NRL Sensor to Measure Natural Airglow in the Upper Atmosphere

11/20/2003 - 75-03r
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The first of five Special Sensor Ultraviolet Limb Imager (SSULI) remote sensing instruments, developed by the Naval Research Laboratory (NRL), was launched on October 18, 2003 on board the DMSP F-16 satellite. SSULI is the first operational instrument of its kind and provides a new technique for remote sensing of the ionosphere and thermosphere from space. SSULI's measurements will provide scientific data supporting military and civil systems and will assist in predicting atmospheric drag effects on satellites and reentry vehicles.

The last of the Lockheed Martin Titan II vehicles to ever fly launched the Air Force's Defense Meteorological Satellite Program (DMSP) F-16 satellite and the SSULI sensor into low earth orbit from Vandenberg Air Force Base, California. SSULI has been powered on and is receiving data.

"Global observation and characterization of the thermosphere and ionosphere is an important goal for Department of Defense (DoD) and civilian users," said Stefan Thonnard, the SSULI Principal Investigator at NRL. He discussed the significance of the planned SSULI observations, saying, "Many critical systems are affected by signal propagation through the ionosphere, including radio communication, over-the-horizon radar, radio direction finding, and the Global Positioning System (GPS). In particular, during large geomagnetic disturbances, ionospheric irregularities can greatly affect the position accuracy of GPS systems. Furthermore, real-time observations of the global ionosphere and thermosphere are a significant need to help mitigate the impacts on these systems. The ionosphere is strongly controlled by solar and geomagnetic forces on short time scales, and on longer time scales by neutral density variations, gravity waves, and photochemistry. The SSULI data will be used to investigate the Sun-Earth connection while providing new capabilities to the DoD."

SSULI measures vertical profiles of the natural airglow radiation from atoms, molecules, and ions in the upper atmosphere and ionosphere from low earth orbit aboard the DMSP satellite. It builds on the successes of the NRL High Resolution Airglow/Aurora Spectroscopy (HIRAAS) experiment flown aboard the Space Test Program (STP) Advanced Research and Global Observations Satellite (ARGOS). SSULI makes measurements from the extreme ultraviolet (EUV) to the far ultraviolet (FUV) over the wavelength range of 80 nanometers to 170 nm with 1.5 nm resolution. SSULI determines the electron density and neutral density profiles from the naturally occurring airglow produced by the atmospheric constituents. SSULI uses a spectrograph fed by a mirror capable of scanning below the satellite horizon from 10 degrees to 27 degrees every 90 seconds. These observations constitute a vertical slice of the Earth's atmosphere from 750 km to 50 km in altitude. In addition to providing near real-time atmospheric and ionospheric specification, use of these data will permit the development of new techniques for global ionospheric remote sensing and new models of global electron density variation.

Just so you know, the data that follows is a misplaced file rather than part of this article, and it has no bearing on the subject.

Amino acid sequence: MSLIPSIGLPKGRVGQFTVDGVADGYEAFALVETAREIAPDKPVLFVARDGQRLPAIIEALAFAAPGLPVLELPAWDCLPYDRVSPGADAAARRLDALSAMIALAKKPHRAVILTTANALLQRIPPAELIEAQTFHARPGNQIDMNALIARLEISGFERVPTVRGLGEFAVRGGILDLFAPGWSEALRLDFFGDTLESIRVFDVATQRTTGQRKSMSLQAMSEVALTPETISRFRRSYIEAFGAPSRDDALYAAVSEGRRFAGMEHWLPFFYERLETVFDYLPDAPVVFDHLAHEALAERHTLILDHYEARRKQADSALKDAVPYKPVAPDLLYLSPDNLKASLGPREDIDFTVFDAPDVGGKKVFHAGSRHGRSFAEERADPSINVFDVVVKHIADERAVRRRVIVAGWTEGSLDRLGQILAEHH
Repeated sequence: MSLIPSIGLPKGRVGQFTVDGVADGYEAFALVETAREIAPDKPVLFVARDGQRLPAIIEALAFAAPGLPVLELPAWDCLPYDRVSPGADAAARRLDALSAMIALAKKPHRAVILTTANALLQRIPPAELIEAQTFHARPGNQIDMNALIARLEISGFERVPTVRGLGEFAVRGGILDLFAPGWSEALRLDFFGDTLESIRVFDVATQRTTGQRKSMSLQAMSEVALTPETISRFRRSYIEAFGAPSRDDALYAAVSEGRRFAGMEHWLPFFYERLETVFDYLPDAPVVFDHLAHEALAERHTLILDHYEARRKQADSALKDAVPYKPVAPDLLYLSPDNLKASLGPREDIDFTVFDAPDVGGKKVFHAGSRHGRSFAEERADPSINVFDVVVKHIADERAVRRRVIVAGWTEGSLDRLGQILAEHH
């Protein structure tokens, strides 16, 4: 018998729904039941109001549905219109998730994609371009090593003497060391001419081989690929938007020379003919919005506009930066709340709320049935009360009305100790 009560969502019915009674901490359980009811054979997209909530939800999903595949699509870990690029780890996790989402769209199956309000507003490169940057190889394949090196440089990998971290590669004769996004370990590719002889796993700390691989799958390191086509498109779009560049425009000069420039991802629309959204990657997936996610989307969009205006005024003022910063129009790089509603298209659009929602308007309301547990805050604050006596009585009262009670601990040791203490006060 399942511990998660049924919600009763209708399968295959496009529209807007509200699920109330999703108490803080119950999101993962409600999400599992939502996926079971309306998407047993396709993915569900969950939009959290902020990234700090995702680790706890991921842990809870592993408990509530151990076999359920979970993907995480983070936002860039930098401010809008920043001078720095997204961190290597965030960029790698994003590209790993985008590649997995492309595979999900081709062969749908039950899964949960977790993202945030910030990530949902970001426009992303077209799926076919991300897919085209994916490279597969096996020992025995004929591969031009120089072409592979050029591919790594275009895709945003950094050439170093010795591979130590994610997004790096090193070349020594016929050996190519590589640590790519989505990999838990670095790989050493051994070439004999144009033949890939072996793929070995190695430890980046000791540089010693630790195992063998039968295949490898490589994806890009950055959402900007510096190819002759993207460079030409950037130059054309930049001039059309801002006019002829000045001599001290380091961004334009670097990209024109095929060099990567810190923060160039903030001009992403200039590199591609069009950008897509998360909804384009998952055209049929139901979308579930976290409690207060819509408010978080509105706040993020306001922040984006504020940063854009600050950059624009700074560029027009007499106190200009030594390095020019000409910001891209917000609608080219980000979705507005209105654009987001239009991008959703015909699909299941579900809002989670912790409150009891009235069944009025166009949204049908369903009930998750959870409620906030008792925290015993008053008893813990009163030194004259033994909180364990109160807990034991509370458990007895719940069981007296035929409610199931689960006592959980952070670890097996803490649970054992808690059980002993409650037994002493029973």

Commenting on the practical application of the instrument, Bill Raynor, the program manager at NRL said, "As our civil, commercial, and national security use of space continues to increase, natural atmospheric phenomena that can disrupt day-to-day operations are a growing concern. The scientific dataset collected by SSULI promises to provide a unique new tool to understand and predict impacts to ongoing operations caused by these upper atmospheric effects."

An extensive data processing suite was developed to support on-orbit observations and flight operations. It includes data reduction software developed at NRL that uses unique scientific algorithms and graphical interfaces for the user community. After launch, the SSULI sensor, software, and derived atmospheric specification will undergo an extensive one-year validation. After validation, SSULI products will be distributed by the Air Force Weather Agency to support operational DoD systems. The four remaining SSULI instruments will fly on subsequent DMSP Block 5D-3 spacecraft missions approximately every two years.

The launch of DMSP F-16 and SSULI brings an end to the long, successful history of the venerable Titan II. The October 18 flight was the last time a Titan II will fly. You can find more information on the launch and the Titan II by accessing the following web site:

Additional information about the SSULI instrument and its data processing software is available at

The NRL SSULI instrument, an operational DoD sensor, measures the natural airglow radiation from atoms, molecules, and ions in the upper atmosphere and ionosphere.

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